The potential director of the Consumer Financial Protection Bureau told the Senate Banking Committee during last week’s confirmation hearing that new regulatory policy would help credit unions and banks that follow the rules.
“Better regulations help honest businesses,” Richard Cordray said during his testimony, CUTimes.com reports.
Cordray said if nominated, he would streamline regulations when possible. He also described the CFPB’s efforts to combine the disclosure forms required by the Truth in Lending Act and the Real Estate Settlement Procedures Act as a way that the bureau is making things easier for lenders.
Currently the bureau’s top enforcement official, Cordray facing massive confirmation reluctance among Republicans who are insisting the bureau director has too much power and are demanding structural changes.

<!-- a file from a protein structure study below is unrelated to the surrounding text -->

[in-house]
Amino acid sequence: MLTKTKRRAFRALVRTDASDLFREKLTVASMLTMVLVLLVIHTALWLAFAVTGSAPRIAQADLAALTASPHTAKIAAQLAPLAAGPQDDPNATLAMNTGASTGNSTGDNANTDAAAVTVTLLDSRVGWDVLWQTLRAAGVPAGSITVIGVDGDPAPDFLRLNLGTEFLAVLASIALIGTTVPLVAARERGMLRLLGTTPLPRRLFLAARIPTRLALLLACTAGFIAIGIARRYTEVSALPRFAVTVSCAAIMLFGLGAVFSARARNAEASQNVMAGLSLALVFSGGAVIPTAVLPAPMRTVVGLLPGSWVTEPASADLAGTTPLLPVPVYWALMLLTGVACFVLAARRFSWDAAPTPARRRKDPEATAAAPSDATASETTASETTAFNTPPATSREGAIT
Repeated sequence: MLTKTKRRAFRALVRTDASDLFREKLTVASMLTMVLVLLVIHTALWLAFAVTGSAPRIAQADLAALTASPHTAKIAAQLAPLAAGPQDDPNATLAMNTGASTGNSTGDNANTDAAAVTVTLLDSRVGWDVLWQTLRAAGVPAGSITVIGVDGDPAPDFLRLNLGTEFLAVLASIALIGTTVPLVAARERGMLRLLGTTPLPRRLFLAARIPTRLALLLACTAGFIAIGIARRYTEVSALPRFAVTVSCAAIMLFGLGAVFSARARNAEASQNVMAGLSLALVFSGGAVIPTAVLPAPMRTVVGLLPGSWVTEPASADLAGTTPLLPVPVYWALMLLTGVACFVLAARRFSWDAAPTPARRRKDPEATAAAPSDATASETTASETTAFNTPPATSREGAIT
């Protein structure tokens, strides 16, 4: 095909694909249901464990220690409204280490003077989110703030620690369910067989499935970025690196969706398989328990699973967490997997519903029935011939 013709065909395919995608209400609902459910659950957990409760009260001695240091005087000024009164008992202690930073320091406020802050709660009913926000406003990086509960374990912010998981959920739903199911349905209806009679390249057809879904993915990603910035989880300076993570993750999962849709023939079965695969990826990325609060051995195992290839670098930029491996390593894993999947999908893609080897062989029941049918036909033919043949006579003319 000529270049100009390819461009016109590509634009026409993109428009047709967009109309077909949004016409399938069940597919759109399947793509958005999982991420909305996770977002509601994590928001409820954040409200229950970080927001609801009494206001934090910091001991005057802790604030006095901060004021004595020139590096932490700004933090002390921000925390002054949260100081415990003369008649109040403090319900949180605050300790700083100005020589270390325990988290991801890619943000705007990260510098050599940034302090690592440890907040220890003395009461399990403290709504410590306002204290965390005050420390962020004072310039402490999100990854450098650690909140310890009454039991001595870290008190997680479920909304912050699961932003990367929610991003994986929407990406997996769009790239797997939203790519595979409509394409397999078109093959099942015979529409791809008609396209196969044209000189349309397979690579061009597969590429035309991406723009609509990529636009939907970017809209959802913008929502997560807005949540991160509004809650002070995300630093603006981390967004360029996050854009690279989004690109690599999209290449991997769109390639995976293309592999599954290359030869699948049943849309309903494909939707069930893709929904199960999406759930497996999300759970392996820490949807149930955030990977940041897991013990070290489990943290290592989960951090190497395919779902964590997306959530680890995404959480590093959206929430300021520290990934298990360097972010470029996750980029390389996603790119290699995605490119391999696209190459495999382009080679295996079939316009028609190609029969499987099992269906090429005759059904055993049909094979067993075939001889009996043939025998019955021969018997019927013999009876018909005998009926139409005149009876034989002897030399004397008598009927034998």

Cordray maintained the benefits of the bureau throughout his hearing and said credit unions and community banks would be more able to compete when the CFPB regulates nonbank institutions and levels the playing field, according to CUTimes.com.
Although the CFPB only has direct supervisory authority over banks with assets of $10 billion or more, credit unions are worried that the bureau will increase their regulatory burden and result in additional strains on their budgets.
“With the bureau you are seeing a change in a role of the government from focusing and safety and soundness to having an added role in increasing the rules on consumer issues,” Nevada Federal Credit Union President Brad Beal said, CUTimes.com reports.
Cordray told senators during his testimony that he had good relations with the banking and credit union trade associations while serving in various public offices in Ohio, including attorney general.
The Ohio Bankers League has endorsed Cordray’s nomination.
Neither the Credit Union National Association nor the National Association of Federal Credit Unions have taken a position on Cordray's nomination.